CHILD SUPPORT

Support of a child falls within the child support circle. *See visual aid above.  Texas Family Code § 154 establishes the basic framework for court-ordered child support for Texas family law cases.

Who Pays Child Support?

All parents have a legal duty to support their children, providing such necessities as food, clothing, shelter, and the like; however, it is typically the non-custodial parent (the Obligor) that is ordered to pay child support to the custodial parent (the Obligee).  The Obligee is typically a custodial parent, a caregiver, a guardian, or the state.  However, the court may order both parents to support a child in the manner specified by the order.

Click here to better understand common child support terms and references as they relate to your case.

How is child support determined?

The amount of child support paid by an Obligor to an Obligee can be an amount based on an agreement between the parties or as ordered by the court per Texas Family Code § 154.  The amount of child support ordered should be in the child’s best interest.  Parties are allowed to make written agreements for child support which may vary from the child support guidelines if the court finds the agreement to be in the child’s best interest. However, if the court finds the agreement is not in the child’s best interest, the court may ask the parties to submit a revised agreement or the court may render its own child support order per Texas Family Code § 154.124.

The legislature has established guidelines to help a judge determine child support per Texas Family Code § 154.125.  These guidelines are presumed to be in the child’s best interest.  The guidelines give the court a percentage to apply to a parent’s net resources.  For a parent who has no other children outside the current court proceedings, the percentage to be applied is as follows:

20% for 1 child;
25% for 2 children;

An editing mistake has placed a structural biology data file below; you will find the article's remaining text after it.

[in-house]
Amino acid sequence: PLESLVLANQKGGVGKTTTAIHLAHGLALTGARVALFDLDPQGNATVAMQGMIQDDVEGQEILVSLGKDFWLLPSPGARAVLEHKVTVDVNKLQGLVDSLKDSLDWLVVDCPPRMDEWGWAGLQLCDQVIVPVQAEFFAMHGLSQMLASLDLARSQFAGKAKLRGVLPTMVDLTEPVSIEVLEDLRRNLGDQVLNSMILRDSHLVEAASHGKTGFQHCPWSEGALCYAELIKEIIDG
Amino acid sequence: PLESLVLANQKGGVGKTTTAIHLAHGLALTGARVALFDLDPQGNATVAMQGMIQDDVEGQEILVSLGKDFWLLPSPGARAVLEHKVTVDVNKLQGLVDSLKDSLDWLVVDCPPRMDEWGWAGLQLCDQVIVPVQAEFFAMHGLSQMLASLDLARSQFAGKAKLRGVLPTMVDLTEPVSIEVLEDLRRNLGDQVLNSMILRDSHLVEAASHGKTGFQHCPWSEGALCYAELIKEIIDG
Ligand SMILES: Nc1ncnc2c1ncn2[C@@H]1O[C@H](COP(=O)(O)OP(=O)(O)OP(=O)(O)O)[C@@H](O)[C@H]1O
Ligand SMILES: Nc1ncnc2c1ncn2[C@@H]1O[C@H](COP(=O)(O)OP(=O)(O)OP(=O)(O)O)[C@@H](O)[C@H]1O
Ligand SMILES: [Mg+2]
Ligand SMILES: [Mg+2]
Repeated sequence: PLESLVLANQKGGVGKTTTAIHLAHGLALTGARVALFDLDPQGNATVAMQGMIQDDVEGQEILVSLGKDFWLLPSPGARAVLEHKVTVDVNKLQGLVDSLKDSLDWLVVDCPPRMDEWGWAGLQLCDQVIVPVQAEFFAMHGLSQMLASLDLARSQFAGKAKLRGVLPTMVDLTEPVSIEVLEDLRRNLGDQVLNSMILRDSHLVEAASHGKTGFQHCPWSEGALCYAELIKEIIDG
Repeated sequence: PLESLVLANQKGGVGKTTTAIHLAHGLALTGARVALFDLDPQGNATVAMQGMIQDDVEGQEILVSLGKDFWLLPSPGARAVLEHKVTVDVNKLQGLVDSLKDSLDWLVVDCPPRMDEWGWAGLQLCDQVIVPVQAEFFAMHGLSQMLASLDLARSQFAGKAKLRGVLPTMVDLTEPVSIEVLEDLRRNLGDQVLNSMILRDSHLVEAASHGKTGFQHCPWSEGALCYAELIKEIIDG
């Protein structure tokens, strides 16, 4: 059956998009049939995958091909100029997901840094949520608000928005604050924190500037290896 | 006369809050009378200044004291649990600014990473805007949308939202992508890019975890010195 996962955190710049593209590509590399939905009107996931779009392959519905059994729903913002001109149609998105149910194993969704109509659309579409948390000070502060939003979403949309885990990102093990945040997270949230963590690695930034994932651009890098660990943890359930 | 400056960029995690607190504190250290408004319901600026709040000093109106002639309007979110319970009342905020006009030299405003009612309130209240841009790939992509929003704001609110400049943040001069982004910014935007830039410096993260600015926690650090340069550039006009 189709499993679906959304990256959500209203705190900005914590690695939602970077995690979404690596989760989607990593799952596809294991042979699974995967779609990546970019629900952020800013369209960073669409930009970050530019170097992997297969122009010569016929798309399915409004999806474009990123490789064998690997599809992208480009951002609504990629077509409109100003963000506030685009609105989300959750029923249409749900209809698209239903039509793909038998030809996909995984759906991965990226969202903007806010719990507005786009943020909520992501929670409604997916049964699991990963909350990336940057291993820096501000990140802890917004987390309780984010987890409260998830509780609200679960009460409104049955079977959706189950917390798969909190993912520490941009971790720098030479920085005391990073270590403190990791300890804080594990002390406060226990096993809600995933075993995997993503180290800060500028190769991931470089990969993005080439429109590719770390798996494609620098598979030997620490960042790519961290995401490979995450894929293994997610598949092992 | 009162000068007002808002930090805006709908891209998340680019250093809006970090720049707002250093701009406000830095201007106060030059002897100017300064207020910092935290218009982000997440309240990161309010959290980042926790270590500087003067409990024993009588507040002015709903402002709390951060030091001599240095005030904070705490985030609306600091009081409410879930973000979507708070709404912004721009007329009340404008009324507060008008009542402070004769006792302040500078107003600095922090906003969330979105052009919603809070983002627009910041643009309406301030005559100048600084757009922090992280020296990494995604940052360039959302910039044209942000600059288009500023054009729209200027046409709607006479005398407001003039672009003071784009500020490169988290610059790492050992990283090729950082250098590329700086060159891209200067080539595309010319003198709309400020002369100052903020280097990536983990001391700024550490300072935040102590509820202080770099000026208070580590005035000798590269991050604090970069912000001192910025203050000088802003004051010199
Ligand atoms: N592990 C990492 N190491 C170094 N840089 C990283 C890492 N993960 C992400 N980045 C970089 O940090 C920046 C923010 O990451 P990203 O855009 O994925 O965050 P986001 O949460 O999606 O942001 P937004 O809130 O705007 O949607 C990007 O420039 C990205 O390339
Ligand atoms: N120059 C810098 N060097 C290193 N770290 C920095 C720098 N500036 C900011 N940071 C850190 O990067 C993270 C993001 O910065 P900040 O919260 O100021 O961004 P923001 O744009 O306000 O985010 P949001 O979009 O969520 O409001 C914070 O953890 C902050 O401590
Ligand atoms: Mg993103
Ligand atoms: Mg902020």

30% for 3 children;
35% for 4 children;
40% for 5 children;
Not less than 40% for 6+ children.

To justify child support in excess of the percentage guidelines, evidence of a child’s special needs is required.  See Additional Factors for the Court to Consider below.

Calculating Guideline Child Support

Guideline child support is based on all the Obligor’s financial resources: wages and salary, commissions and overtime, interest income, rental income, income from retirement, trusts, annuities, unemployment benefits, and any other income received by the Obligor.  A spouse’s income is not included in the Obligor’s resources.

The court can require parties to provide information about their income and resources.  Parties should be prepared to provide the court the past two year’s income tax returns, a financial statement, and current pay stubs.

To calculate guideline child support, obtain Obligor’s gross monthly income.  After the average monthly gross income is determined, certain deductions are taken.  These deductions include:

  • social security taxes
  • federal income taxes (based on a single person, claiming one exemption)
  • state income taxes (if they apply, Texas has no state income taxes)
  • union dues; and
  • expenses for the child’s health insurance coverage

Deductions do not include the needs of an Obligor’s spouse or stepchildren.